Colour explosions before winter's white
Asters burst forth in chromatic tones as the gardening year reaches its peak. They alone have the flower power to bring strong flushes of colour before winter's cover.
Autumn Aster’s have had a tough time.
Since their popularity peak, at the turn of the 19th century, their use has stagnated. Back then every respectable autumn border, boasted blocks of autumn asters with teams of gardeners battling against their propensity to flop and to turn ugly with mildew. Asters gaineda reputation of being “too difficult” and lots of work. More recently they have been confused with chrysanthemums and stamped with the deathly stigma of a “cemetery flower”. Manipulated with growth-stunting chemicals and forced to flower on cue, with light-then-darkness treatment, autumn asters are sold as colour daubs for graves in autumn.
Driven by the colour potential of autumn asters, professional gardeners in England, Germany and Switzerland have been working quietly in the background for decades, improving and hybridising new disease resistant varieties. There are now asters that will bloom profusely as early as July and others that will keep it up until November. Chosen in Europe as “Perennial of the Year 2002”, autumn asters will orchestrate a spectacular flowering finale when all other plants are pulling in their horns.
Their strength to flower at autumn is their sales weakness
Ironically for asters their end-of-year flowering advantage is their disadvantage. When garden lovers visit nurseries in spring, asters are insignificant, and when they visit in August most autumn asters are just coming into bud. Professional nurseries know that plants must be in flower to sell. Their brilliant colour spectrum, their variety of petal and flower form are lost on potential buyers. Without seeing few will buy.
Aster novi-belgii the is indisputable colour star.
This tall-growing autumn American native (named when New York was called New Belgium) has the broadest colour palette of all aster varieties. Smooth leaved A. novi-belgii is a boon for blue flower lovers with an unparalleled range of blue hues. It can also appease those preferring pink. Aster novi-belgii and its American-native relation Aster novae-angliae (the New England Aster with hairy leaves) have a range of pale to shocking (pink) and heavenly purples and reds.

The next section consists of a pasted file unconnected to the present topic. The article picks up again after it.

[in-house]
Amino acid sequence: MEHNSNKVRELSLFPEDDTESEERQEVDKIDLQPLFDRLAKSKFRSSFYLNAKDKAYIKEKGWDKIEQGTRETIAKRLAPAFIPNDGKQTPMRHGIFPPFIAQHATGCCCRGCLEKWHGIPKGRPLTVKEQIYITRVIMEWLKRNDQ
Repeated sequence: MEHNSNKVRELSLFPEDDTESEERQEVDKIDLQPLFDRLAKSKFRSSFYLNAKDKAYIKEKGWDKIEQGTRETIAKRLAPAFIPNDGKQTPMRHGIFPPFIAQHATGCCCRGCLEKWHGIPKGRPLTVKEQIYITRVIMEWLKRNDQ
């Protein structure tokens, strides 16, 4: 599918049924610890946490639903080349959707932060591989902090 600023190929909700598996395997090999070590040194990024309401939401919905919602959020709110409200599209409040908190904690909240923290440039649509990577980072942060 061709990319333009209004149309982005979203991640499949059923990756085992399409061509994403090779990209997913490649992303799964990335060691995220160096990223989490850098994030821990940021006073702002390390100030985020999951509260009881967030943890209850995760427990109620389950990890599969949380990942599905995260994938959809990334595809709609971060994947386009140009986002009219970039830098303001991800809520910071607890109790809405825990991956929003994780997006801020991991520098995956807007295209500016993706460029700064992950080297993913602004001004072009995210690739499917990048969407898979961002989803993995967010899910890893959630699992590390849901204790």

Where to start?
Experts are emphatic about keeping choices simple. Select a colour direction, blue or pink and start with three varieties each with a staggered flowering time. The golden rule is to plant quantity. The dramatic mass flowering effect, particular to this genus, is achieved only by numbers. Too often Asters are treated like solitaire plants with predictably disappointing results. Single stemmed specimens find few lovers.
Great autumn aster fans are insects and butterflies.
The indigenous varieties of Asters, the Aster amellus (named after the Italian river “Mella”) and the small compact Aster dumosus are for some species of insect, the only source of nectar in difficult pre-winter months. One of Aster’s hybridising greats from last century, the German Karl Foerster poetically remarked, ‘without Asters the subtle tones of autumn’s song are lost. Asters embody the spirit of autumn’. Autumn asters alone bring the last explosions of vibrant life before winter’s blanket spreads closing the gardening year.